on human and minority rights
Emanating principally from the Council of Europe, key European instruments have considerable potential to advance human rights strategies of indigenous groups. The Council of Europe was founded in 1949 as a European organisation for intergovernmental and parliamentary cooperation. The central motive for the creation of the Council was the need to secure democracy in the light of recent and actual totalitarianism and to prevent the recurrence of the gross violations of human rights which took place under Nazi instigation. According to its Statute, the aim of the Council is to `achieve a greater unity between its members for the purpose of safeguarding and realizing the ideals and principles which are their common heritage and facilitating their economic and social progress'. 1 The Council of Europe's statutory principles are pluralist democracy, respect for human rights and the rule of law. Two major texts are accounted for in this chapter, neither of which address specific rights to indigenous groups: the European Convention on Human Rights 1950 (ECHR) and the Framework Convention for the Protection of National Minorities (FCNM) 1995. Other texts, including those emanating from the OSCE are discussed in the overall narrative of the chapter. A characteristic of European human rights law is its preoccupation with minority rights as well as general human rights. The concern with minorities is historically embedded, even if the texts on minorities are recent products. As with UN instruments, indigenous groups have employed the individual rights mechanisms of the ECHR, and figure in the reporting mechanism of the newer FCNM. Indigenous groups in Europe have been adverted to from time to time in the present study, notably the Saami of Northern Europe. The accession of Eastern European and former USSR States to the European organisations considerably increased the potential range of indigenous groups subject to European instruments and____________________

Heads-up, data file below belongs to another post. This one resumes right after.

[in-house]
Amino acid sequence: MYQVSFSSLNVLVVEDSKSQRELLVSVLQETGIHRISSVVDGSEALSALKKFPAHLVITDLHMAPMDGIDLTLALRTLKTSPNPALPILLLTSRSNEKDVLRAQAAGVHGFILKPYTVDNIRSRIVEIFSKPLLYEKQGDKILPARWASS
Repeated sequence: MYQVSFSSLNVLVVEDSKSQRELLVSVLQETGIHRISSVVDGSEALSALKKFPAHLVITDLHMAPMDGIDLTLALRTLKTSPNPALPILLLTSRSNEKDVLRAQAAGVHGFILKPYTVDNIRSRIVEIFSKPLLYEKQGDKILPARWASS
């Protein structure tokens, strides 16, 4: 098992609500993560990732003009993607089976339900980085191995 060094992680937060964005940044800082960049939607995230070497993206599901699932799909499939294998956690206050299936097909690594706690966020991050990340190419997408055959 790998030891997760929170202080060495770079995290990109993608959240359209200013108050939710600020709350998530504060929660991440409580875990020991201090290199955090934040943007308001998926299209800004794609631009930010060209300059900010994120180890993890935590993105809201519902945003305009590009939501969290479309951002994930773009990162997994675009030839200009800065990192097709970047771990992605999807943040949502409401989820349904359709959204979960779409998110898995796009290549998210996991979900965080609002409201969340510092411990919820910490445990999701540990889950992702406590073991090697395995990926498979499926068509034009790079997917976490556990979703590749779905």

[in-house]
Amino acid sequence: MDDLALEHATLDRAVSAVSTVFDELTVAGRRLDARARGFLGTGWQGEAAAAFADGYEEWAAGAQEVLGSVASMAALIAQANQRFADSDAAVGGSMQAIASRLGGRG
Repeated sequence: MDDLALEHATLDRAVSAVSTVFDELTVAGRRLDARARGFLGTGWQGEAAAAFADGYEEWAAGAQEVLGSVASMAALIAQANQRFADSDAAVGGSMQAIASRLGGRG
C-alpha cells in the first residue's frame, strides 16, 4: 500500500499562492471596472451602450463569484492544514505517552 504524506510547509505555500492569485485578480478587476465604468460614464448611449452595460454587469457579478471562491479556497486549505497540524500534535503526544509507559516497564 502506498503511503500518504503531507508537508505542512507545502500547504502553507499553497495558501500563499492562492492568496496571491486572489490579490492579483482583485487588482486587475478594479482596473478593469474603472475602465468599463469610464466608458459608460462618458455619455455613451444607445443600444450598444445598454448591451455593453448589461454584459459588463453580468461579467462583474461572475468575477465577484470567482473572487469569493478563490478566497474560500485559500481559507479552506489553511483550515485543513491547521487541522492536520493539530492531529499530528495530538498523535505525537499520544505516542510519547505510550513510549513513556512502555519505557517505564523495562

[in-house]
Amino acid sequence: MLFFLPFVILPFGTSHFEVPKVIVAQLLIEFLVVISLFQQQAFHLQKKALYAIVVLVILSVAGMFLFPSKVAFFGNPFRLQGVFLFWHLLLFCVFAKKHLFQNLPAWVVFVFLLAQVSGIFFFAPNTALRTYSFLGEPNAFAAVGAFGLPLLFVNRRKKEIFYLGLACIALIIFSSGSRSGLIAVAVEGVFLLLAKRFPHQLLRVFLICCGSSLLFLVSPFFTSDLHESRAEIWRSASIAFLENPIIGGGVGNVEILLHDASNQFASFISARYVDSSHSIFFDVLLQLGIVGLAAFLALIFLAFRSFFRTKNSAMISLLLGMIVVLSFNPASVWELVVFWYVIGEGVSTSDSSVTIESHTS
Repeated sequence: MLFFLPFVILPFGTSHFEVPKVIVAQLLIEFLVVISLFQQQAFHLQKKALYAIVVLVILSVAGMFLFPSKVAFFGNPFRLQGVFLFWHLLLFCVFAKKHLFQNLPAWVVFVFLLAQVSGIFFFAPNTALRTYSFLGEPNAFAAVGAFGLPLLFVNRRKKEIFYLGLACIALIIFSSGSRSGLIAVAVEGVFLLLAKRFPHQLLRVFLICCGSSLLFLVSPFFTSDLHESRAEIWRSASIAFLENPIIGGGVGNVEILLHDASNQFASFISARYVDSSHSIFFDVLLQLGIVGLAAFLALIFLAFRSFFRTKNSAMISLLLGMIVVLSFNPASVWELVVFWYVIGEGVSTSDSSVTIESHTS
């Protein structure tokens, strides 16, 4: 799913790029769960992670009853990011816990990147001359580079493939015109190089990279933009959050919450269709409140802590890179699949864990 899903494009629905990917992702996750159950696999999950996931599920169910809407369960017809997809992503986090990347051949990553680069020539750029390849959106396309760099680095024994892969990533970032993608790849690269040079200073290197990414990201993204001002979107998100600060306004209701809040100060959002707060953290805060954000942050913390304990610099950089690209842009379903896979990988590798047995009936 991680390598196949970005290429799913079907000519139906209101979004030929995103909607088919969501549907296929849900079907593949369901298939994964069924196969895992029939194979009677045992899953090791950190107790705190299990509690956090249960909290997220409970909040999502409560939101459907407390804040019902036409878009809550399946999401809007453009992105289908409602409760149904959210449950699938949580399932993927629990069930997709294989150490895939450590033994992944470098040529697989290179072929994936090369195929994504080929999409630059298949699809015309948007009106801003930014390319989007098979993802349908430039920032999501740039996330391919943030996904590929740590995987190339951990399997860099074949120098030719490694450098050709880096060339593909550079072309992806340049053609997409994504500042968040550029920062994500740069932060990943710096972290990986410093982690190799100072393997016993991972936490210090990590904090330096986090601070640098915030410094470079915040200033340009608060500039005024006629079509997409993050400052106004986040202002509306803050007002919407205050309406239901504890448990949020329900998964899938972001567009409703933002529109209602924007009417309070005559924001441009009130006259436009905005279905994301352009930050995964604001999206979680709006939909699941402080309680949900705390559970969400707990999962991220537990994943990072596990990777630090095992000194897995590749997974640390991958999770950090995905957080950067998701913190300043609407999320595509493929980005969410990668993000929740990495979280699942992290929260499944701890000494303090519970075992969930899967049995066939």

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Publication information: Book title: Indigenous Peoples and Human Rights. Contributors: Patrick Thornberry - Author. Publisher: Manchester University Press. Place of publication: Manchester, England. Publication year: 2002. Page number: 290.
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